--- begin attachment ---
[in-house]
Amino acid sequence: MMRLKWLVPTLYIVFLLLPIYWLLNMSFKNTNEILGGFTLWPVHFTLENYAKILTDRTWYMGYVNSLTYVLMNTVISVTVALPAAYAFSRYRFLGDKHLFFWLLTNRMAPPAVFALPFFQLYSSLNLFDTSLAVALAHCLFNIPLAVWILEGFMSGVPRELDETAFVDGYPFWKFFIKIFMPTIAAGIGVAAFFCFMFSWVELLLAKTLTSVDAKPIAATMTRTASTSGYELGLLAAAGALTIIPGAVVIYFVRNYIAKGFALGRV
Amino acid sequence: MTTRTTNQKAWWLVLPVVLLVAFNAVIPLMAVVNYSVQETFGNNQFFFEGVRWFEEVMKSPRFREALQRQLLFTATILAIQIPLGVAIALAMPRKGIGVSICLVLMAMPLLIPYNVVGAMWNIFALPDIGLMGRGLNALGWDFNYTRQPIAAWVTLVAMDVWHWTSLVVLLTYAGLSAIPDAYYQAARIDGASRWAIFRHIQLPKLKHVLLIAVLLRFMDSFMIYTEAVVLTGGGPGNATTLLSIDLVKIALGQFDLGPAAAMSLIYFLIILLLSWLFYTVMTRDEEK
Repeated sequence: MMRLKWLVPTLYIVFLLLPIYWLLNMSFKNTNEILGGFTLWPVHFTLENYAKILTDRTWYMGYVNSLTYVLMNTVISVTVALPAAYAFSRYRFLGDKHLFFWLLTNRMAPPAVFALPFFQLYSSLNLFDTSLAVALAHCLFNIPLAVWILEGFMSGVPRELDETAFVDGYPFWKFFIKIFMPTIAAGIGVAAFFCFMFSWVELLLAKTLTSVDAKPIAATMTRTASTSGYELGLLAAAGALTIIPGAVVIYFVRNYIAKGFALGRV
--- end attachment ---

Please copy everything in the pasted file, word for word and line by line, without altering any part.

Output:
[in-house]
Amino acid sequence: MMRLKWLVPTLYIVFLLLPIYWLLNMSFKNTNEILGGFTLWPVHFTLENYAKILTDRTWYMGYVNSLTYVLMNTVISVTVALPAAYAFSRYRFLGDKHLFFWLLTNRMAPPAVFALPFFQLYSSLNLFDTSLAVALAHCLFNIPLAVWILEGFMSGVPRELDETAFVDGYPFWKFFIKIFMPTIAAGIGVAAFFCFMFSWVELLLAKTLTSVDAKPIAATMTRTASTSGYELGLLAAAGALTIIPGAVVIYFVRNYIAKGFALGRV
Amino acid sequence: MTTRTTNQKAWWLVLPVVLLVAFNAVIPLMAVVNYSVQETFGNNQFFFEGVRWFEEVMKSPRFREALQRQLLFTATILAIQIPLGVAIALAMPRKGIGVSICLVLMAMPLLIPYNVVGAMWNIFALPDIGLMGRGLNALGWDFNYTRQPIAAWVTLVAMDVWHWTSLVVLLTYAGLSAIPDAYYQAARIDGASRWAIFRHIQLPKLKHVLLIAVLLRFMDSFMIYTEAVVLTGGGPGNATTLLSIDLVKIALGQFDLGPAAAMSLIYFLIILLLSWLFYTVMTRDEEK
Repeated sequence: MMRLKWLVPTLYIVFLLLPIYWLLNMSFKNTNEILGGFTLWPVHFTLENYAKILTDRTWYMGYVNSLTYVLMNTVISVTVALPAAYAFSRYRFLGDKHLFFWLLTNRMAPPAVFALPFFQLYSSLNLFDTSLAVALAHCLFNIPLAVWILEGFMSGVPRELDETAFVDGYPFWKFFIKIFMPTIAAGIGVAAFFCFMFSWVELLLAKTLTSVDAKPIAATMTRTASTSGYELGLLAAAGALTIIPGAVVIYFVRNYIAKGFALGRV